(This article originally appeared in the June 18, 2010, issue of the Chronicle of Philanthropy.)
The biggest fund-raising drive in history has just gone public.
Warren Buffett, teaming with Bill and Melinda Gates, has challenged the nation’s billionaires to give away at least half of their net worth to charity—potentially totaling $600-billion. Billionaires including Eli and Edythe Broad, John and Ann Doerr, H.F. (Gerry) and Marguerite Lenfest, and John and Tashia Morgridge have taken the pledge, ushering in a game-changing moment for philanthropy.
Philanthropists frequently aspire to be innovators and catalysts. Well, now they have a chance to step up to the challenge—by directing money toward programs that work and away from those that don’t and by being disciplined enough to hold themselves accountable for real results.
Donating lots of money is a necessary first step, but it is only the first step. The real issue is having clarity on what success looks like and how money can help create change, before springing into check-writing mode. Too many philanthropists do not have that clarity, but the good news is that at least some are humbly reassessing.
Take, for example, Peter and Jennifer Buffett, whose lives were turned upside-down in 2006 when Peter’s father, Warren, decided to give each of his three children $1-billion for their foundations. Jennifer recounts how she was emerging from the subway and got a call from her husband. “You’d better get home.”
Peter then told her, “We got a fax, and I think our lives just changed forever.” That fax vaulted their philanthropy, the NoVo Foundation, into one of the nation’s biggest.
The gift had no strings attached, but in his letter about his donation, Warren Buffett offered the couple this advice:
- Focus the new funds and your energy on a relatively few activities in which NoVo can make an important difference.
- Judge programs by how they fit with your goals and their chances for success, not by who makes the request.
- Expect to make mistakes: Nothing important will be accomplished if you make only “safe” decisions.”
So Jennifer and Peter, who had started nine years earlier with a $100,000 fund operating in Milwaukee’s trenches, began thinking on a global scale.
They dedicated two years of homework and travel to gaining clarity about their aspirations and how they would define success. What resonated for them personally? In much of the developing world, men have power and dominance, yet women and girls are saddled with holding families and communities together. As a result, the Buffetts decided to focus on helping girls gain economic power.
After getting clear on their direction, they got real about what NoVo could support and how. They understood that $1-billion—and how much they personally knew at the outset—was tiny compared with the magnitude of problems they cared deeply about. So instead of reinventing the wheel, they chose early to collaborate to make grants with an experienced partner—the Nike Foundation—that had a strong program in place.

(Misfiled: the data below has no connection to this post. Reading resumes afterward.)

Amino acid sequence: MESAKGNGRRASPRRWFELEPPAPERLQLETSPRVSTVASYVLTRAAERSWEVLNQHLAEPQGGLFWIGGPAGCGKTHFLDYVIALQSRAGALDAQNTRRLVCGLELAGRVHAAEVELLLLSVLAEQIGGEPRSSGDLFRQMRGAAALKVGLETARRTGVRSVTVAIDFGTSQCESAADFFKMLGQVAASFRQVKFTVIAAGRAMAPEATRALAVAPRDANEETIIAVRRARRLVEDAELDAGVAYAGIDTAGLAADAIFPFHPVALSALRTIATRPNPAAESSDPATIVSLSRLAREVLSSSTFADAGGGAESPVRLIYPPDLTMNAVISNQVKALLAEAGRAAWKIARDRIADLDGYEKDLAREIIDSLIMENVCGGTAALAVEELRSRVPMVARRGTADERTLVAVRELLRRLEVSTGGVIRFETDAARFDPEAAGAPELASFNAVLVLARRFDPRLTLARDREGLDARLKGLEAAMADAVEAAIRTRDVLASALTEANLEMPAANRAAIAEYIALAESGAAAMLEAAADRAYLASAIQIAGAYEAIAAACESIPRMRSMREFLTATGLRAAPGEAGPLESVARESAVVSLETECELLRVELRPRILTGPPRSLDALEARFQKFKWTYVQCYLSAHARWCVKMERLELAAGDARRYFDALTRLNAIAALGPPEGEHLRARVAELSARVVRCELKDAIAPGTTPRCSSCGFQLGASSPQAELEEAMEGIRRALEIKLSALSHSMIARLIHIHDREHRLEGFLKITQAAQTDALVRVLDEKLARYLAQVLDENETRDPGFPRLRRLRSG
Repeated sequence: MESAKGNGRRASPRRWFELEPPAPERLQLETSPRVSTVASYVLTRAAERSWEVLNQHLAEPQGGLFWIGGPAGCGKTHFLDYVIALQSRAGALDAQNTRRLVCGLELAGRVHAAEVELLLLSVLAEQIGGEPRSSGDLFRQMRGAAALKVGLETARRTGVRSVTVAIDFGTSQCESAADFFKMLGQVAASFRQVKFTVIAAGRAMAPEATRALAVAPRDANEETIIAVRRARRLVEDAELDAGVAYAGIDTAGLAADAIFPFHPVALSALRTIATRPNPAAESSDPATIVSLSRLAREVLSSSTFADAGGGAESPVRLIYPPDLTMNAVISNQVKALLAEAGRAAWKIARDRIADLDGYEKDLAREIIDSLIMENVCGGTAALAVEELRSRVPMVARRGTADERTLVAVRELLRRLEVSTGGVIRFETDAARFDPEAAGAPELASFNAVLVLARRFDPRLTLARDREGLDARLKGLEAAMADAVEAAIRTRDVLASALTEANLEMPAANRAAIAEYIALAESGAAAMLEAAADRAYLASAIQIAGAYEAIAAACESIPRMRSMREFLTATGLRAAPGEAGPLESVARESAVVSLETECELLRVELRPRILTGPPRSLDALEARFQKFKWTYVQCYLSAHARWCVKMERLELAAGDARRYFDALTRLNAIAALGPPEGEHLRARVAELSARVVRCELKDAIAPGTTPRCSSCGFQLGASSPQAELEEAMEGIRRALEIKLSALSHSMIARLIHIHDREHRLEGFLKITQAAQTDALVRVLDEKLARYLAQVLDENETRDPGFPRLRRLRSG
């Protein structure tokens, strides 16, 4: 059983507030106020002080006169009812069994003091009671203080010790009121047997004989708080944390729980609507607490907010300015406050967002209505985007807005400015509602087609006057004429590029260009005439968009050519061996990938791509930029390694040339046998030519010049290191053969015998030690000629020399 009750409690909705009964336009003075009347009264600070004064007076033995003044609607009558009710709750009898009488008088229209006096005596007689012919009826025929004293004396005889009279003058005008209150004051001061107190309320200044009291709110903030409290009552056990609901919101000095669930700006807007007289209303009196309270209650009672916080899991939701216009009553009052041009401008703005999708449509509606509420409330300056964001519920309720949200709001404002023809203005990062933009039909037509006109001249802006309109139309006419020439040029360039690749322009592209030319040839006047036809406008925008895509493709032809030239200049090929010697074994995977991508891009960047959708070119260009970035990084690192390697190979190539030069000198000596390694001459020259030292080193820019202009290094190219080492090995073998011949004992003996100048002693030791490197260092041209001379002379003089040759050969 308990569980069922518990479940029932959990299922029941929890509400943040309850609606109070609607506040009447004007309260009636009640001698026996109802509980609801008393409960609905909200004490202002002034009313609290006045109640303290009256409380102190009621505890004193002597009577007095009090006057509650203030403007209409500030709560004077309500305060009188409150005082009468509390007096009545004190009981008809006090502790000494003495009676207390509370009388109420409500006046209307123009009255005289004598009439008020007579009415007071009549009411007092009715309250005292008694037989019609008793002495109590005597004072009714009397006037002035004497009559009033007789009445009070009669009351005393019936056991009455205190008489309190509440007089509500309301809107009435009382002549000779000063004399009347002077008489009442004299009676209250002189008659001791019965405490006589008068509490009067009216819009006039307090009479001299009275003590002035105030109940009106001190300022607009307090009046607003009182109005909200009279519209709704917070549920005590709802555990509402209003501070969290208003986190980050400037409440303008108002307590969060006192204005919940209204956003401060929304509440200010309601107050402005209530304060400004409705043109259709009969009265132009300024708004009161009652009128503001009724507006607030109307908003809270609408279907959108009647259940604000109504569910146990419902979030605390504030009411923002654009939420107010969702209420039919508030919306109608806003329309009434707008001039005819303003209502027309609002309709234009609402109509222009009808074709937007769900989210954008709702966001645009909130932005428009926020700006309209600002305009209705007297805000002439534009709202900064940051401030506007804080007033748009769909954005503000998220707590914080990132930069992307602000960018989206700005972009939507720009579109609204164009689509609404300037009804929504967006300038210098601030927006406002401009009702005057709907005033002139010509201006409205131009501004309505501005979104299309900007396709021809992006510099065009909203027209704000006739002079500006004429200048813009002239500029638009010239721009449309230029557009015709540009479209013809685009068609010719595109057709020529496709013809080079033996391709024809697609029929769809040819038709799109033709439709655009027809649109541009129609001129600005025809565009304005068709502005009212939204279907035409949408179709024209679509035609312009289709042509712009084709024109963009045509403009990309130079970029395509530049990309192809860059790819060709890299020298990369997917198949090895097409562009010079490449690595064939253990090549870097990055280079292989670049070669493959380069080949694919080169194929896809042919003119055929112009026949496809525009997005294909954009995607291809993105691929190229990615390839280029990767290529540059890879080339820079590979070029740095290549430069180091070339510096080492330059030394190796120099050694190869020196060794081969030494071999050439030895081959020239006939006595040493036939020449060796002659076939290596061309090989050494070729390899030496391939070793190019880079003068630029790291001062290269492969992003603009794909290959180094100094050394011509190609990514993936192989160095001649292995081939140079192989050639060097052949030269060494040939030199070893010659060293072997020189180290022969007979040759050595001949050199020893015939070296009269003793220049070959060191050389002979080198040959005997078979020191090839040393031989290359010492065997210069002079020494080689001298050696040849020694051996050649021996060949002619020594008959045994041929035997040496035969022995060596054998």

But this meant they had to say no to a traditional way of working—meeting with people knocking on their door with grant requests.
Despite tasting some initial successes, the Buffetts quickly realized that violence against girls and women was an enormous impediment to progress in empowering women to succeed financially.
So they stopped and reflected on how they could do better over time with the lessons they had learned. They decided to broaden their scope to include fundamental safety issues like sex trafficking and abuse.
“We were going for some of the toughest things,” Jennifer recalled. “With our name. it’s daring to tackle prison rape and sexual abuse. But we feel strongly that we might actually focus attention and resources on combating some of these entrenched problems, and then others may not be as afraid to go there.”
They knew they had to broaden their scope, but they were equally concerned about losing focus. “The need seems endless.” Jennifer continued. “I consistently say: We’d really love to be doing these five other things, but we don’t have the resources for them.
“So we’re constantly talking about priorities. Are we over-promising, under-delivering? What is really reasonable?
What are the greatest levers? How can we get the best results?”
We see answers, too, in NoVo’s story, even though its founders are adamant they are still figuring out how to measure whether they are making a difference. Too few philanthropists hold themselves to the high standards they would expect of grantees: What are our aspirations, and how do we define success? What will it really take, for us and for our grantees, to make change happen? How can we commit to improving our results over time? If philanthropists aren’t willing to admit and explore their own failures, it’s impossible to learn and improve.
The good news is that a growing number of philanthropists are indeed taking these questions seriously. Those lessons apply to any grant maker who aspires to maximize his or her impact, and certainly to anyone who seeks to put billions of donated wealth in the service of changing the world—demonstrated results, not just donated income, must be the standard.